## 29 Aug 2011

### Comparing Two Distributions

Here I compare two distributions, flowering duration of indigenous and allochtonous plant species. The hypothesis is that alien compared to indigenous plant species exhibit longer flowering periods.

*Data is courtesy of BiolFlor:
Klotz, S., Kühn, I. & Durka, W. [Hrsg.] (2002): BIOLFLOR - Eine Datenbank zu biologisch-ökologischen Merkmalen der Gefäßpflanzen in Deutschland. - Schriftenreihe für Vegetationskunde 38. Bonn: Bundesamt für Naturschutz.

```## comparing flowering time in indigenous and alien species by
## usage of a quantile-quantile plot (qqplot), the ks-test, by
## testing shifts in medians (wilcox test) and by testing
## difference of means (t-test, as we deal with integer and
## not a continous variable it is not the most appropiate choice)
## as well as by a chi-square test:

sep = ";")

library(lattice)

histogram(~ Flowering|Status, data = dat, col = "gray60", layout = c(1, 2),
xlab = list("Months of flowering"),
ylab = list("Percentage of total"),
scales = list(y = list(alternating = F)),
strip = strip.custom(factor.levels = c("alien", "indigenous")))

qqplot(dat\$Flowering[dat\$Status == "indigen"],
dat\$Flowering[dat\$Status == "Neophyt"])
abline(a = 0, b = 1, lty = 3)

ks.test(dat\$Flowering[dat\$Status == "indigen"],
dat\$Flowering[dat\$Status == "Neophyt"])

wilcox.test(Flowering ~ Status, data = dat)

t.test(Flowering ~ Status, data = dat)

## Note that in the two-sample case the estimator for the
## difference in location parameters does not estimate
## the difference in medians (a common misconception) but
## rather the median of the difference between a sample
## from x and a sample from y.

## as we deal with a limited number of classes (1-12 months)
## and sample size is big enough my favourite would be a
## chi-square test:

m <- table(dat\$Status, dat\$Flowering)

(Xsq <- chisq.test(m))  # Prints test summary
Xsq\$observed   # observed counts (same as M)
Xsq\$expected   # expected counts under the null
Xsq\$residuals  # Pearson residuals
Xsq\$stdres     # standardized residuals
```

1. Thank you for posting this! I have a similar type of data set and these comments/codes were vastly helpful.
-JW, California, USA

2. Hi,

1. 3. I'm also trying to compare two frequency distributions (monkey subgroup-size during dry "S_12" vs. rainy "LL_13" season):

n <- table(sg\$sgs, sg\$temp) #Contingency table for subgroup size (sgs) per season (temp)

S_12 LL_13
1 182 185
2 230 262
3 190 229
4 190 162
5 94 130
6 79 73
7 56 113
8 30 46
9 34 37
10 7 24
11 7 24
12 4 18
13 2 9
14 1 4

I basically want to see if subgroup size frequencies were different between seasons. After running a chi squared test usign your approach, I got a significant difference:

Xsq <- chisq.test(n)
Xsq

Pearson's Chi-squared test
data: n
X-squared = 52.7027, df = 13, p-value = 1.018e-06

However, I'm unclear on something and I would apprecieate any insight you share with me. From what I understand, when we use the chi-squared test to compare two observed distributions, one of them serves as the "expected" one, and is then compared to the other "observed" one. But if this is the case, why do we get a separate set of expected values when looking at the summary of the test?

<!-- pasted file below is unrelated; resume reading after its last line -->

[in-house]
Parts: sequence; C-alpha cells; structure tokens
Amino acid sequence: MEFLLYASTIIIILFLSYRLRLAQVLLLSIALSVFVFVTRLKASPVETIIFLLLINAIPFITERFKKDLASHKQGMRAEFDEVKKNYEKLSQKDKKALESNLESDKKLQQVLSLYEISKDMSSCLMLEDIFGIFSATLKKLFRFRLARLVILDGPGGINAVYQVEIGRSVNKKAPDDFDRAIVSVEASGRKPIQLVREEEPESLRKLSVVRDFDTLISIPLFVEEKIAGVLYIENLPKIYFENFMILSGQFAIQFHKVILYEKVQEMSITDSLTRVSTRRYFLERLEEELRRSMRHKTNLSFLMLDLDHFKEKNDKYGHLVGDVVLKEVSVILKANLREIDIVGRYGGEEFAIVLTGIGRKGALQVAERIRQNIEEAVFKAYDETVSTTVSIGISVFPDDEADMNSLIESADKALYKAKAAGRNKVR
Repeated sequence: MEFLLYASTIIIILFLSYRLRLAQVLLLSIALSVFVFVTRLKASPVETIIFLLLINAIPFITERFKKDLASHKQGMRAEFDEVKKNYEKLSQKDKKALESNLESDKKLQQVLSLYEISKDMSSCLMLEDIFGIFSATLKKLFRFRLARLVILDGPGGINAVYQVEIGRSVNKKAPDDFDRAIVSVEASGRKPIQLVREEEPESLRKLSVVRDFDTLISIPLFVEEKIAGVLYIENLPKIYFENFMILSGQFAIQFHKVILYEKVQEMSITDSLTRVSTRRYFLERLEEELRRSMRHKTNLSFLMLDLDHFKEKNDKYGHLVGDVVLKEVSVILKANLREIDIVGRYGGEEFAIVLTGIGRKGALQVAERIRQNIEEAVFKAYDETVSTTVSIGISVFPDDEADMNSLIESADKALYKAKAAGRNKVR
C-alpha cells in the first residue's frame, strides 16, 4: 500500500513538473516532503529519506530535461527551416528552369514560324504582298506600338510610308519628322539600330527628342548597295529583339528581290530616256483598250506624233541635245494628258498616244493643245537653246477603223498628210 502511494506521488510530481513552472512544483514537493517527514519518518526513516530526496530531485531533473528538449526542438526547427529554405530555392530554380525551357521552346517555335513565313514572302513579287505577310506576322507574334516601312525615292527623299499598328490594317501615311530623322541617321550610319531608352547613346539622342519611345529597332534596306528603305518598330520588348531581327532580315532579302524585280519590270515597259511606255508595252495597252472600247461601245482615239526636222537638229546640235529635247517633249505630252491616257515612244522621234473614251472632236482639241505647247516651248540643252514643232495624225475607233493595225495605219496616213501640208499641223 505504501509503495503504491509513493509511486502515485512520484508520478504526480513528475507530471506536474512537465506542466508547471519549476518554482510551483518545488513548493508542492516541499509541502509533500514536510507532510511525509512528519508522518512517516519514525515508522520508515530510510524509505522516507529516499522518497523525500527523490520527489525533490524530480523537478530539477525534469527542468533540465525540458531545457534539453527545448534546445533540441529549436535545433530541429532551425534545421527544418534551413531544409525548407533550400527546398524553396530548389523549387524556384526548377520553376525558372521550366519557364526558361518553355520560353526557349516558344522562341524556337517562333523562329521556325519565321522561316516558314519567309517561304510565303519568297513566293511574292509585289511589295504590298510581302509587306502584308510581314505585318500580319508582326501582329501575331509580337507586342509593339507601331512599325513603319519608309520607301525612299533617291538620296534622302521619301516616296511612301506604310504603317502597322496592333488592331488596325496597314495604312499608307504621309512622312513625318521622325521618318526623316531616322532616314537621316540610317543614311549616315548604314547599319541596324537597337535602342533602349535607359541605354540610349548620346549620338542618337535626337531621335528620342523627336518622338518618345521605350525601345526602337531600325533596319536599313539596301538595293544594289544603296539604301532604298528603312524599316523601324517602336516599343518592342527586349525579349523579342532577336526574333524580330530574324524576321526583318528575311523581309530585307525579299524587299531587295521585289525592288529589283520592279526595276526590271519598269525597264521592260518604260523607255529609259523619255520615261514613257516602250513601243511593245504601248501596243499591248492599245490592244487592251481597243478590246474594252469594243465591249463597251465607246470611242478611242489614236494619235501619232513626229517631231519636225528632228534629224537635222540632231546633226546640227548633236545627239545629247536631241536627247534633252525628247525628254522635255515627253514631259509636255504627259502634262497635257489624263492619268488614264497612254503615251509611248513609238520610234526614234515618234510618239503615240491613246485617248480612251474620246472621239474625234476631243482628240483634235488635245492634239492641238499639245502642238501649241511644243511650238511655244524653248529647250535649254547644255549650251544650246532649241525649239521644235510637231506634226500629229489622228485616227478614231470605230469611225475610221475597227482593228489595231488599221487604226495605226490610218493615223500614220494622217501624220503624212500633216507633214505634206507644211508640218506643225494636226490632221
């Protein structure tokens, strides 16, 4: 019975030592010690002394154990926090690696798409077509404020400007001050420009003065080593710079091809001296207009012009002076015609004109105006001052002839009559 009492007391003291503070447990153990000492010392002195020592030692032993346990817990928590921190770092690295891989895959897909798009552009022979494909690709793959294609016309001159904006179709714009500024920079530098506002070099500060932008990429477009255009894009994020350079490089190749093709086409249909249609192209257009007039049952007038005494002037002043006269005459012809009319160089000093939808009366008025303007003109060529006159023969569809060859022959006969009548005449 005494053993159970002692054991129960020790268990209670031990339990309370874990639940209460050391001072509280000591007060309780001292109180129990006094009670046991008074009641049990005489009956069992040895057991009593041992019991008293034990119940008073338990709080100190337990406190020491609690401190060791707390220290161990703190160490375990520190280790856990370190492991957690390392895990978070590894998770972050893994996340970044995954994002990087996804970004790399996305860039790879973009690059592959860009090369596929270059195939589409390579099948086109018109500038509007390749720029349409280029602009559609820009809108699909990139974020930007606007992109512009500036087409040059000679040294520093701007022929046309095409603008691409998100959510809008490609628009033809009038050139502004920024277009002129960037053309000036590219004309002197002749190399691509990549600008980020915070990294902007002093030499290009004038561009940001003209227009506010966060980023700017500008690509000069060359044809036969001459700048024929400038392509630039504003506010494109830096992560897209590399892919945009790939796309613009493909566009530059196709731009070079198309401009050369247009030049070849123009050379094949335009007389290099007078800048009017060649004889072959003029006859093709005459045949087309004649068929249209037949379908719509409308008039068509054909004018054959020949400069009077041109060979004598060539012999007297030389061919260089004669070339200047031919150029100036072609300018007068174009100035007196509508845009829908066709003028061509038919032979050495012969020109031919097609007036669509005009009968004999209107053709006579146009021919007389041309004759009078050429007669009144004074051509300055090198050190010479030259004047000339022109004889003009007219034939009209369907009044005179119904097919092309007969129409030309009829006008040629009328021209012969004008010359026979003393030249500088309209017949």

This is what I get for expected values:

Xsq\$expected # expected counts under the null

S_12 LL_13
1 167.589595 199.410405
2 224.670520 267.329480
3 191.335260 227.664740
4 160.739884 191.260116
5 102.289017 121.710983
6 69.410405 82.589595
7 77.173410 91.826590
8 34.705202 41.294798
9 32.421965 38.578035
10 14.156069 16.843931
11 14.156069 16.843931
12 10.046243 11.953757
13 5.023121 5.976879
14 2.283237 2.716763

I'm worried that whart R is actually doing is comparing both sets of distributions with a model based on the default p value for the function ( p = rep(1/length(x)). Forgive me if this is a dumb question, but I've been going through the "?chisq.test" help file and have gone through other references and still can't clear that up in my head, so any help or guidance will be appreciated.

1. sgs S_12 LL_13
1 182 185
2 230 262
3 190 229
4 190 162
5 94 130
6 79 73
7 56 113
8 30 46
9 34 37
10 7 24
11 7 24
12 4 18
13 2 9
14 1 4

# I'll reconstructed your dataset here, (best for sharing data is dput() which saves us much headache;)

b <- do.call(cbind, sapply(a[2:15], FUN = function(x) strsplit(x, " ") ))

S_12_sgs <- rep(1:14, as.numeric(b[2,]))
LL_13_sgs <- rep(1:14, as.numeric(b[3,]))
temp <- c(rep("LL_13", length(LL_13_sgs)), rep("S_12", length(S_12_sgs)))

sg <- data.frame(temp=temp, sgs=c(LL_13_sgs, S_12_sgs))

(n <- table(sg\$sgs, sg\$temp))

Xsq <- chisq.test(n)

# Here's how you get the expected frequencies under the null-hypothesis
# which assumes that each set of frequencies were collected from data
# with the same distribution!
# For this you simply calculate row- and column sums and calculate the
# probabilities and frequencies

sgs_margins <- margin.table(n, 1)
LL_13_sum <- margin.table(n, 2)
S_12_sum <- margin.table(n, 2)
total_sum <- margin.table(n)

(sgs_margins / total_sum * LL_13_sum / total_sum) * total_sum
(sgs_margins / total_sum * S_12_sum / total_sum) * total_sum

# the same can be grabbed from our Xsq-object
Xsq\$expected

# the "observed" frequencies are merely the ones collected
Xsq\$observed

# for detail on Chi-squared and p-values just look up any basic statistics-literature